The 1965 Patent, Design and Trademark Act and the 2002 Copyright Act define the terms and conditions of intellectual property rights protection. The Copyright Act includes all types of electronic and audio video materials, provides for financial penalties as well as imprisonment, and provides for confiscation of sold and published unauthorized materials.  The offender also has to pay compensation claimed by the copyright holder.  However, the revised Copyright Act is not up to the level required for trade-related intellectual property rights under the World Trade Organization.  Revisions are likely, as Nepal acceded to the WTO in April 2004.

The Foreign Investment and One Window Policy of 1992 restates the desired benefits from foreign investment; lists acceptable forms of investment; allows for foreign shares up to 100 percent in business areas not on a “negative list”; establishes currency repatriation guidelines; and outlines visa arrangements, arbitration guidelines, and a special “one window committee” for foreign investors.  The Foreign Investment and Technology Transfer Act (FITTA), as revised in 1996, eliminated the minimum investment requirement and clarified rules relating to business and resident visas.  In general rule, under the FITTA all agreements related to foreign investment are governed by Nepalese law and subject to arbitration in Kathmandu under UNCITRAL Rules.   However, foreign law can govern in cases where the foreign investment exceeds Nepali rupees (NRS) 500 million (approximately USD 7.9 million) and the parties include a choice of law provision in their agreement.  The FY 2007/08 Finance Act outlines customs, duties, export service charges, sales, airfreight and income taxes, and other excise taxes that affect foreign investment.  The Immigration Rules of 1994 describe visa regulations.  The Customs Act and the Industrial Enterprises Act, as revised in 1997, establish invoice-based customs valuations and eliminate many investment tax incentives, installing in their place a lower, uniform rate.  The Electricity Act defines special terms and conditions for investment in hydropower development.  The Privatization Act of 1994 authorizes and defines the procedures for privatization of state-owned enterprises to broaden participation of the private sector in the operation of such enterprises.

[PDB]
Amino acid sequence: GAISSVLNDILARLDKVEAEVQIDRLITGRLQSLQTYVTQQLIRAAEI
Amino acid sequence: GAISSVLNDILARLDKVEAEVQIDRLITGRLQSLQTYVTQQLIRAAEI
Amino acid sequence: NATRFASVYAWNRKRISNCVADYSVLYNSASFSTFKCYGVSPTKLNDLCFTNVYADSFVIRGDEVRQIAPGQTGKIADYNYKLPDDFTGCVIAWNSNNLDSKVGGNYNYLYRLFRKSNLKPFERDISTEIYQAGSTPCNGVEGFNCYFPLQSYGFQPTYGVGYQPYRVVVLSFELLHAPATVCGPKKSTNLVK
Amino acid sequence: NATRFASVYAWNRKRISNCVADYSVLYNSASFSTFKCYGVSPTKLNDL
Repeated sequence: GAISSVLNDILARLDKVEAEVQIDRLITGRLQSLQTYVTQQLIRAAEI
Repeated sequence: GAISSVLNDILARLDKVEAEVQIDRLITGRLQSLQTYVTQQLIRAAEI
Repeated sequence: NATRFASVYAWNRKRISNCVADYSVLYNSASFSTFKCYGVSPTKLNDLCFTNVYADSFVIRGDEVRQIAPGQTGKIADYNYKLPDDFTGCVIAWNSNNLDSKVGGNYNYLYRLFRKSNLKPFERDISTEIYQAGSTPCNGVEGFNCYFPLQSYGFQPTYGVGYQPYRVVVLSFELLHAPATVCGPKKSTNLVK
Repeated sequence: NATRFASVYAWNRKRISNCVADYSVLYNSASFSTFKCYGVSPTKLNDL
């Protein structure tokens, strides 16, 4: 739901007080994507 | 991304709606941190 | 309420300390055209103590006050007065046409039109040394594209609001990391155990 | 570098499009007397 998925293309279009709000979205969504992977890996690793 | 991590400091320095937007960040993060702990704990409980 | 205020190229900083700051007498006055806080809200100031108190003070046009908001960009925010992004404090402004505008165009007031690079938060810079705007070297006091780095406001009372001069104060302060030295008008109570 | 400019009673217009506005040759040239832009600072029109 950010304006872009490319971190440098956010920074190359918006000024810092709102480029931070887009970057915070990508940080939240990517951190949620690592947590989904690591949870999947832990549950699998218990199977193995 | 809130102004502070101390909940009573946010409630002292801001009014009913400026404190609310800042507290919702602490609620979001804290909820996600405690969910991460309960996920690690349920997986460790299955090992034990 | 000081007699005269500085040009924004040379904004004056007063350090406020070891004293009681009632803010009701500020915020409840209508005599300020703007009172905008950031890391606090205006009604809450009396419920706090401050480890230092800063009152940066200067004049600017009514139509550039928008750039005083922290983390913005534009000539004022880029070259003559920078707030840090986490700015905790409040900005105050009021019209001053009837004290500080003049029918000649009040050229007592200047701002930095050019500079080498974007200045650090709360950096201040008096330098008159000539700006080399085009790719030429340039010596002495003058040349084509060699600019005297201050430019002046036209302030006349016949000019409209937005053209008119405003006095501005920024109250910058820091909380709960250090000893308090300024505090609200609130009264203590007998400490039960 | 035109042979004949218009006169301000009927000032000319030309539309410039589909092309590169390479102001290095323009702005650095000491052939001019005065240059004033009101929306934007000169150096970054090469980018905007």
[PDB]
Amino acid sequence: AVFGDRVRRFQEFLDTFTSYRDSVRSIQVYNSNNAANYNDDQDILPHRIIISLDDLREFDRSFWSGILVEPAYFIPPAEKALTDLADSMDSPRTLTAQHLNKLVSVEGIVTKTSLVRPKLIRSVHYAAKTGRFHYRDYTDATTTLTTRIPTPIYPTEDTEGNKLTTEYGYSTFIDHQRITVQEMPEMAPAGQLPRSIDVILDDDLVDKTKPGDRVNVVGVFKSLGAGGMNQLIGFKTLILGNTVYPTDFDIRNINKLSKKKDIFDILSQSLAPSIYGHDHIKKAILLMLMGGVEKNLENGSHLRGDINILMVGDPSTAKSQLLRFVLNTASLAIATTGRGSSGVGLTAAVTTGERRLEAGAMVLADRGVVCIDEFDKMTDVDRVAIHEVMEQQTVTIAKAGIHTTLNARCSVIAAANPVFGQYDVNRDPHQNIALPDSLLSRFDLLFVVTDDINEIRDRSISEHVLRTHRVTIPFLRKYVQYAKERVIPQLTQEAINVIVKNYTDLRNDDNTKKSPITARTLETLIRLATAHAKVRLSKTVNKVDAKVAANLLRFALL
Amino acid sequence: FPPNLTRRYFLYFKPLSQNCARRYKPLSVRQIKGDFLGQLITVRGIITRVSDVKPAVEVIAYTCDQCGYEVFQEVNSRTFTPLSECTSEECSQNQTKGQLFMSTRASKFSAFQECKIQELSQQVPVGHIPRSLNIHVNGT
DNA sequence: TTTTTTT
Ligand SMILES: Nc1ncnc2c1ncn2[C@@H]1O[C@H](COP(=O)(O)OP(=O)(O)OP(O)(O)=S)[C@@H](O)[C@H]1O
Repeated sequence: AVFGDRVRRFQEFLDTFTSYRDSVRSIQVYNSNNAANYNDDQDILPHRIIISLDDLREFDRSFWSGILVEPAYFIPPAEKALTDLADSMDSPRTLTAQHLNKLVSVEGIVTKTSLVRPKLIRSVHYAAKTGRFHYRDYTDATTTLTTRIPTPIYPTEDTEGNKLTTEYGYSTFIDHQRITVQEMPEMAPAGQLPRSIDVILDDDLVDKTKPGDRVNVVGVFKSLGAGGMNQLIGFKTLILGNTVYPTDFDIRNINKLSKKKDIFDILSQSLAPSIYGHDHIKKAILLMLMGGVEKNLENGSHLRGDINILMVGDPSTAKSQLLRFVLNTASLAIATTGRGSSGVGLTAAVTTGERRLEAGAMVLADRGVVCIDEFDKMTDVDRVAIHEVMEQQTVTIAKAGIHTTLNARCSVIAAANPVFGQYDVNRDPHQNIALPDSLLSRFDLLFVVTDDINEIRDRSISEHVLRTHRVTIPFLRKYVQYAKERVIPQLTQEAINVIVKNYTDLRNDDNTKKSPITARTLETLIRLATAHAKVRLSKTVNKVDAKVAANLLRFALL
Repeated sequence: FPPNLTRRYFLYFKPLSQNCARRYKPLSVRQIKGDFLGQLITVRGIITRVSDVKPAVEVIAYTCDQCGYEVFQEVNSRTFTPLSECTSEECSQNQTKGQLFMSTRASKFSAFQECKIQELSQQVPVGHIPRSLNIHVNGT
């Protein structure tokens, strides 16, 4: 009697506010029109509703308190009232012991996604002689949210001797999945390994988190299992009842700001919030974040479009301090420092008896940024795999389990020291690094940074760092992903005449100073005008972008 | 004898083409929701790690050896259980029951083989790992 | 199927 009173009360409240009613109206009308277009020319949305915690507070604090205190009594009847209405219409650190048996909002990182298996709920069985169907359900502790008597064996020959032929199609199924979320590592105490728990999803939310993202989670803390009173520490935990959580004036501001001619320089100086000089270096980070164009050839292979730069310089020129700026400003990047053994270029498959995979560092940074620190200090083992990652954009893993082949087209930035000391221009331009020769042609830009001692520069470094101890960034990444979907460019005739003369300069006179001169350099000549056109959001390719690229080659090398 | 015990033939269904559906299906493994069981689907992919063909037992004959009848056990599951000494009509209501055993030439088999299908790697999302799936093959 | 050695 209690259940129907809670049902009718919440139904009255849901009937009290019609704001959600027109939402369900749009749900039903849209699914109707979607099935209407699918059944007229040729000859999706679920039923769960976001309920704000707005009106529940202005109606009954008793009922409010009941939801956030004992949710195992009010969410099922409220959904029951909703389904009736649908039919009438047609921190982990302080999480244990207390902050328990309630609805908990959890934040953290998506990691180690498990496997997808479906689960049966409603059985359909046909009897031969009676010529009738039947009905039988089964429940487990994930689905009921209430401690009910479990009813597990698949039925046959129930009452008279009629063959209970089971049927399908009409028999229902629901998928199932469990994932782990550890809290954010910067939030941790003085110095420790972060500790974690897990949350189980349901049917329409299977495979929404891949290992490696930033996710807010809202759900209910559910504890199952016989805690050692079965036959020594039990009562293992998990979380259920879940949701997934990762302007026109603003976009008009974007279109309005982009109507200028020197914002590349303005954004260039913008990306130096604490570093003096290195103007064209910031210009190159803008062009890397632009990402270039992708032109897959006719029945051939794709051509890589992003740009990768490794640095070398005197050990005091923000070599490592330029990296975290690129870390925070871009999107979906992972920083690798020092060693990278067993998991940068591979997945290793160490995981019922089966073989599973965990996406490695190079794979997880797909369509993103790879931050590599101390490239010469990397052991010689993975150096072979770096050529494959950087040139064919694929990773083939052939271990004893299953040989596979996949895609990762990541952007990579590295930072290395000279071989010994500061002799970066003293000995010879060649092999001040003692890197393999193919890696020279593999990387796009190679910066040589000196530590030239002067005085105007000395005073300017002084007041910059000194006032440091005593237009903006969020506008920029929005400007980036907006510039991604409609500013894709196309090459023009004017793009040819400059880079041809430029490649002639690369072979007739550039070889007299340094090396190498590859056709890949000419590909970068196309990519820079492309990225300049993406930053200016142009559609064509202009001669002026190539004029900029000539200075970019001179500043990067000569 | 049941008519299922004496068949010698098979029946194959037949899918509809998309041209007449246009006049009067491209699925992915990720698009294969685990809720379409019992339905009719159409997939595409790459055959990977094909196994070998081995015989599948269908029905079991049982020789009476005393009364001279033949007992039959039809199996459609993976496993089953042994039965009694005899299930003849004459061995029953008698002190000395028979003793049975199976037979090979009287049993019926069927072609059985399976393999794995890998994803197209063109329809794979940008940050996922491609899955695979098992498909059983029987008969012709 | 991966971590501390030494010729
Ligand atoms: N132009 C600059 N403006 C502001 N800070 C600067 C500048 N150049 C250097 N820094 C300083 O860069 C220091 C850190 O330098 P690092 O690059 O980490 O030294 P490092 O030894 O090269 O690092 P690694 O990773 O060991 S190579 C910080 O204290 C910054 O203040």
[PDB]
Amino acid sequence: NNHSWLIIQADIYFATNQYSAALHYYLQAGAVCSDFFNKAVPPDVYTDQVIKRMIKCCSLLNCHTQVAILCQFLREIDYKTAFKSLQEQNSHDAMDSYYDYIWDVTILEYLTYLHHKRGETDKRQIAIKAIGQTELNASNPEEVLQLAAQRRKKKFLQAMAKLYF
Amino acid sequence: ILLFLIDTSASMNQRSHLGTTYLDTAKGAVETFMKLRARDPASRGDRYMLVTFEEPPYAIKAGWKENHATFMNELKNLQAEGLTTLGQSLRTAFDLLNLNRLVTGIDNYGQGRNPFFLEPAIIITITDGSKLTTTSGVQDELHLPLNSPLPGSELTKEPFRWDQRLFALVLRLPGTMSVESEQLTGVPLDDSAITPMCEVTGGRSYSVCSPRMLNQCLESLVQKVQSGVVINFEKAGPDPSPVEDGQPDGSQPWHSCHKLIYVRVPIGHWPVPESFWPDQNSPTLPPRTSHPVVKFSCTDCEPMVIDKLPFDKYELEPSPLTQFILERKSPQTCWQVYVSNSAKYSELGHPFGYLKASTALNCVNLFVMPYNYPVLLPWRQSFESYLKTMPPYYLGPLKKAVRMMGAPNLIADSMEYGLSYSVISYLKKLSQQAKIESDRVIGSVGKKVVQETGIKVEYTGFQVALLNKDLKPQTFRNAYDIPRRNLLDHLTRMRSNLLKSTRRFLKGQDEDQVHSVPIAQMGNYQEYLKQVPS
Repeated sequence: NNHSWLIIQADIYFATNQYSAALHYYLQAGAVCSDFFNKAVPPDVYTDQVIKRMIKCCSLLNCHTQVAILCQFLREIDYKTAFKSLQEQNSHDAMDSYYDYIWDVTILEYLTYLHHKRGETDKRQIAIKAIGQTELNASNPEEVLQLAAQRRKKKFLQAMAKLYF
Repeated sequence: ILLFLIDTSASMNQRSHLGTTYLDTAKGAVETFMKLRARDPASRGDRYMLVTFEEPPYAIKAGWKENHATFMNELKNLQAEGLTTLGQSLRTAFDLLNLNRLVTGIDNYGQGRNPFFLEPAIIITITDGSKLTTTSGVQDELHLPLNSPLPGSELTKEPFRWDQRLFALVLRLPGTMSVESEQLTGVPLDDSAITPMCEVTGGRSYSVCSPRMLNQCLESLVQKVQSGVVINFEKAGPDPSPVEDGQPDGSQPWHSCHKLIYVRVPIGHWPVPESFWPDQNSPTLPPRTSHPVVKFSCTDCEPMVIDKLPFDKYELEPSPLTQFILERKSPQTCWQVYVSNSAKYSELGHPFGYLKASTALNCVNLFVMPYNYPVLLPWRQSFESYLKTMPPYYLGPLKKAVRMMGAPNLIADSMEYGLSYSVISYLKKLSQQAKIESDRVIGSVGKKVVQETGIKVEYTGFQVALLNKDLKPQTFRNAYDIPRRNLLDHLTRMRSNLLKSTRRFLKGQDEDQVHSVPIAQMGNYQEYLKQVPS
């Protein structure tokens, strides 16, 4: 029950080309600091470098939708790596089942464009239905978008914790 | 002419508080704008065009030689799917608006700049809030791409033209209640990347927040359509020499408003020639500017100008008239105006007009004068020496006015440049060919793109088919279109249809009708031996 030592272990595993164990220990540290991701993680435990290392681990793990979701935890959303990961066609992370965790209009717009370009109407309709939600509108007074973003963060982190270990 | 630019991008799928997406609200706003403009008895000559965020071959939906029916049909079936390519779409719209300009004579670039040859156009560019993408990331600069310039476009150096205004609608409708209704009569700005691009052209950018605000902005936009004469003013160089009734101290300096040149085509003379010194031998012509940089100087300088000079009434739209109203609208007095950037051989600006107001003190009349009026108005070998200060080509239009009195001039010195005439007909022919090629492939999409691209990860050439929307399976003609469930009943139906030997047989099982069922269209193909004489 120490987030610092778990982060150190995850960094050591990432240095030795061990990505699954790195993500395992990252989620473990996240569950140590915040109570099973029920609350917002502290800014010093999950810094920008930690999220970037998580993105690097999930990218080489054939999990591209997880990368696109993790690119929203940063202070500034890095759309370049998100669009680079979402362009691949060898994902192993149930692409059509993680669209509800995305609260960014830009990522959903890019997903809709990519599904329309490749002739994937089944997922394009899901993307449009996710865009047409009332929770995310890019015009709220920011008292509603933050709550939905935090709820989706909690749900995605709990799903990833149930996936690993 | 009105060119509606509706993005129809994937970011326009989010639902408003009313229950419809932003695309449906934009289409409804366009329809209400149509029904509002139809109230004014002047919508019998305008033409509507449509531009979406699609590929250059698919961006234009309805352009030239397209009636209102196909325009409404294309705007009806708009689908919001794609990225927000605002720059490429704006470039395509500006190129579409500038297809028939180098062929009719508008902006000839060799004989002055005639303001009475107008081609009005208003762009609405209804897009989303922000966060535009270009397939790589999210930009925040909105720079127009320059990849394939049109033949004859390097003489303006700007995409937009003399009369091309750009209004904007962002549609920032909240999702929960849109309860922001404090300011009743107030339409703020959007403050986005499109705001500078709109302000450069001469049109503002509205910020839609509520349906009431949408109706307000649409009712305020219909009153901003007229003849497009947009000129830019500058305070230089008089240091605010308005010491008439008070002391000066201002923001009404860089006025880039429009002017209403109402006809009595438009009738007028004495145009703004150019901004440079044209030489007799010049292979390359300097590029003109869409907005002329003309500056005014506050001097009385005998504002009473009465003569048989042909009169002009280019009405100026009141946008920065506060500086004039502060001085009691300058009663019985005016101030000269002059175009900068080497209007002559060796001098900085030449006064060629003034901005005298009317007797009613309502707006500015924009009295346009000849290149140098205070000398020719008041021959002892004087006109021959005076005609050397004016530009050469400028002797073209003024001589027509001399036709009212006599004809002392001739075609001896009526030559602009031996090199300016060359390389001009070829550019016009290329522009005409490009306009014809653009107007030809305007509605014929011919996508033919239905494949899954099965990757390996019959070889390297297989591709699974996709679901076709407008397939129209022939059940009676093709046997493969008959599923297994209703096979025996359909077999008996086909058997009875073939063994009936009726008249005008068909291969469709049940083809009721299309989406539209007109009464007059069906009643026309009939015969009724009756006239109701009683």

Institutional Arrangements

The Department of Industry is designated as the “one window servicing agency” with the Industrial Promotion Board (IPB) as a focal point for foreign investment under the Foreign Investment and Technology Transfer Act.  The Department of Industry facilitates corporate registration, land transfers, utility connections, administrative services agreements, and coordination among various agencies. The Industrial Promotion Board (IPB), chaired by the Minister of Industry, Commerce and Supplies, is the primary government agency responsible for foreign investment.  The IPB is intended to coordinate policy-level institutions, establish guidelines for economic policies, approve or disapprove foreign investment proposals, and determine applicable investment incentives.  The Department of Industry (under the Ministry of Industry, Commerce and Supplies) registers and classifies foreign investments.  It also serves as the secretariat for the “one window servicing agency,” which manages the income tax and duty drawbacks granted to some foreign investments.

Current administrative procedures do not allow for automatic approval of foreign investments.  Foreign investors are required to obtain licenses for manufacturing or service sector investments, and each license request must be considered individually.  Investments below NRS 1 billion (approximately USD 15.63 million) are referred to the Department of Industry for action and are typically approved at the Department level without the involvement of the IPB.  However, investors frequently complain about bureaucratic delays and lack of transparency in procuring investment licenses.  In most cases, one to six ministries other than the Ministry of Industry review the business proposal and provide input prior to consideration by the IPB.

The Department of Electricity Development under the Ministry of Water Resources is the responsible agency for licensing new foreign and domestic investments in hydropower projects.  However, decisions on project proposals that involve foreign investment are invariably taken by the Ministry of Water Resources itself.  Similarly, Nepal Rastra Bank (NRB), the central bank of Nepal, is responsible for issuing licenses to operate commercial banks and financial institutions.  The Insurance Board (IB) is responsible for issuing licenses to operate insurance companies, both life and general.  The Civil Aviation Authority of Nepal (CAAN) is responsible for granting operating licenses to both domestic and foreign airlines operators and the Nepal Telecommunications Authority (NTA) is responsible for issuing licenses for operating any type of telecommunications and information technology services.